In recent years the American and European media have been obsessed with the theme that “Jewish settlements in the West Bank are the obstacles to peace.”
President Obama has made this the focal point of his discussions with Israeli leaders, having invoked the “settlement” issue in his Cairo speech. In essence, he put the onus on Israel for the failure of the peace negotiations between Israel and the Palestinians. This poor excuse has also been used by Mahmoud Abbas, chairman of the Palestinian Authority: “Netanyahu’s government is a real problem and there is no common ground for negotiations.”
The mantra of “settlements” has been similarly repeated by large portions of the Western press, which is only comfortable with Palestinian victimhood and has been doing all it can to label Israel as the culprit.
At the second Camp David summit convened by President Clinton in July 2000, Israel’s Prime Minister Ehud Barak offered Yasser Arafat a package most thought he could not refuse: 94 percent of the West Bank and Gaza, with the remaining 6 percent to be taken from Israel’s territory; giving East Jerusalem to the Palestinians; and incorporating some flexibility on refugees. Clinton enthusiastically backed the Israeli concessions and used all of his charm to point out to Arafat the unique opportunity being made available to the Palestinians.
Arafat declined. He refused to sign an agreement calling for the “end of conflict” between Israel and the Palestinians. He hastily departed Camp David and less than a month later launched the second intifada.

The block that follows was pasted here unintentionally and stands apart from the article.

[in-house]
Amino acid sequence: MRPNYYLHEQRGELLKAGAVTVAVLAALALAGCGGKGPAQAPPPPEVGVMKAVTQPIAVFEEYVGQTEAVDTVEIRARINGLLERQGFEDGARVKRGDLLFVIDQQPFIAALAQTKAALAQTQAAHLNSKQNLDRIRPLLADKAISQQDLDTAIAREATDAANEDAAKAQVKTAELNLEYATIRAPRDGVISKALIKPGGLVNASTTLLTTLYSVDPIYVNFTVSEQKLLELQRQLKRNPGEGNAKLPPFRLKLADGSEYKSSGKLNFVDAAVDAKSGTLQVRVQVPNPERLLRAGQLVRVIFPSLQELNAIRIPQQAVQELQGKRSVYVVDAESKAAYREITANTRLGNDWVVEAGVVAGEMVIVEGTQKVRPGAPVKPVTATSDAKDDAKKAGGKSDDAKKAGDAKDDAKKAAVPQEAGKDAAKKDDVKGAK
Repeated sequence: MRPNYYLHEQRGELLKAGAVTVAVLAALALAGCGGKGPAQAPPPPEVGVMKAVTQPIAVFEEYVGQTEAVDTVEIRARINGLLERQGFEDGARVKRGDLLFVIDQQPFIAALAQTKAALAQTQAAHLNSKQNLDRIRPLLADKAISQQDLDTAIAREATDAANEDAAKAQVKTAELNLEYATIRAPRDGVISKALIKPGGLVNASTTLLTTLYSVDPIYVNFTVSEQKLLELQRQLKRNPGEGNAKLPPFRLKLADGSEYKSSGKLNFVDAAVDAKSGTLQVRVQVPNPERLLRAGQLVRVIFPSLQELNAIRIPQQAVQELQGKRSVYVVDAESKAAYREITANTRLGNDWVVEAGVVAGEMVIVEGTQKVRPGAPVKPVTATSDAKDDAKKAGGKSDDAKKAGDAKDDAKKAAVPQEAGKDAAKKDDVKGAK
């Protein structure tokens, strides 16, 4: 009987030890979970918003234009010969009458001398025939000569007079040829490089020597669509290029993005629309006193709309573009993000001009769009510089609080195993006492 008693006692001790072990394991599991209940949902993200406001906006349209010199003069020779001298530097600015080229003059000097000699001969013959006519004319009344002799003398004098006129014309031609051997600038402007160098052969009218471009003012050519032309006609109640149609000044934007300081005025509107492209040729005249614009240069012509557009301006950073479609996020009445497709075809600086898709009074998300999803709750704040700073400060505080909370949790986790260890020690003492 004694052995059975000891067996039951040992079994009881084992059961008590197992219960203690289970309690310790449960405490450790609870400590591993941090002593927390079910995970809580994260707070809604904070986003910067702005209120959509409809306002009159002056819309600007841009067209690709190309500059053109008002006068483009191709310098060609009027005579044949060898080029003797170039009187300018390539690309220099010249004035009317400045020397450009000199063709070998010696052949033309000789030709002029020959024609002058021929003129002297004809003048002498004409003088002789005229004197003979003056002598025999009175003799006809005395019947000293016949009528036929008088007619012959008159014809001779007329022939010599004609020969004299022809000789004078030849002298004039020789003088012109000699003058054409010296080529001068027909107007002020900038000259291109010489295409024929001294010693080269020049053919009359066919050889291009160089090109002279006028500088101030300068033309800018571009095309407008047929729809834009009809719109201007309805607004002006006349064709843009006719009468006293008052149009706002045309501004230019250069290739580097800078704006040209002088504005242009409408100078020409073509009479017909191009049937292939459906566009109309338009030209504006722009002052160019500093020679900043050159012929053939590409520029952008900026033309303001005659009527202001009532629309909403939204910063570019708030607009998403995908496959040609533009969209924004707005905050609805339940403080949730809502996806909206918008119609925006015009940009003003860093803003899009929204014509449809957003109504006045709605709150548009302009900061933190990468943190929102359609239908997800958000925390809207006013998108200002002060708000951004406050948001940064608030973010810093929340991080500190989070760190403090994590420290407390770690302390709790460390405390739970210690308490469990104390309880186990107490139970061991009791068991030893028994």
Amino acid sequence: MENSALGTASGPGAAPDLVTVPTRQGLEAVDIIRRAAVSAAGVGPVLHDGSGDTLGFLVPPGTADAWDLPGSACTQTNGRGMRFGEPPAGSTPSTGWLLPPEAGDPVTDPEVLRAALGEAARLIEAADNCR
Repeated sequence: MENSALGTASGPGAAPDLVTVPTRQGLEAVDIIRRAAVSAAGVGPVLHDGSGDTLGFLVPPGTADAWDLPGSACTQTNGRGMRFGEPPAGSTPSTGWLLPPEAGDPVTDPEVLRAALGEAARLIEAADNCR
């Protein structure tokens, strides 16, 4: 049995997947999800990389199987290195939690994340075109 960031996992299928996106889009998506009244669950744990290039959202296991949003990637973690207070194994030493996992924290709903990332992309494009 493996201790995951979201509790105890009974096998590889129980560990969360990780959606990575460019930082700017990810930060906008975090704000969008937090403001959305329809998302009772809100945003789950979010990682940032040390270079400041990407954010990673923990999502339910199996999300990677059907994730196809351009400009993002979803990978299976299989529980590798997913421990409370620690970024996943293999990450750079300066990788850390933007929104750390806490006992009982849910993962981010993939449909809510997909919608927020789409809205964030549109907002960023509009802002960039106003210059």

Prime Minister Ehud Olmert picked up in September 2008 where Barak had left off: proposing to hand over 94 percent of the West Bank to the Palestinians, compensating for the remaining 6 percent in a land swap. Olmert also promised the Palestinians a land corridor that would connect the West Bank to Gaza. As part of the discussed plan, Israel (Olmert) offered to admit about 2,000 Palestinian refugees a year for 10 years and give the Palestinians control over Arab neighborhoods in Jerusalem.
Mahmoud Abbas was supposed to respond to Olmert’s proposals within a few days. He never did.
In August 2005, Israel under Prime Minister Ariel Sharon unilaterally withdrew from the Gaza Strip — destroying all the Jewish communities (“settlements”) in Gush Katif (Gaza Strip) and causing 9,000 Jews to become homeless. Instead of signaling Palestinian satisfaction and accommodation with Israel, the Hamas leaders of Gaza considered the Israeli withdrawal a sign of weakness and launched an unprecedented number of rocket attacks on southern Israeli communities, placing towns like Sderot under perpetual fear and stress.
According to the provisions of the Oslo Accords, Israel was to withdraw from parts of the Gaza Strip and the West Bank; the Palestinian Authority would come into existence with control of its population. Following a five-year interim period during which the Palestinians would hold elections, the tough issues of Jerusalem, refugees, borders, settlements, etc., were to be negotiated. In addition, the signing ceremony at the White House on September 13, 1993, called for mutual recognition. The Oslo Accords placed responsibilities on the Palestinians to renounce terrorism and any other violence against Israel and Israelis and to put an end to all forms of incitement against Israel and Jews.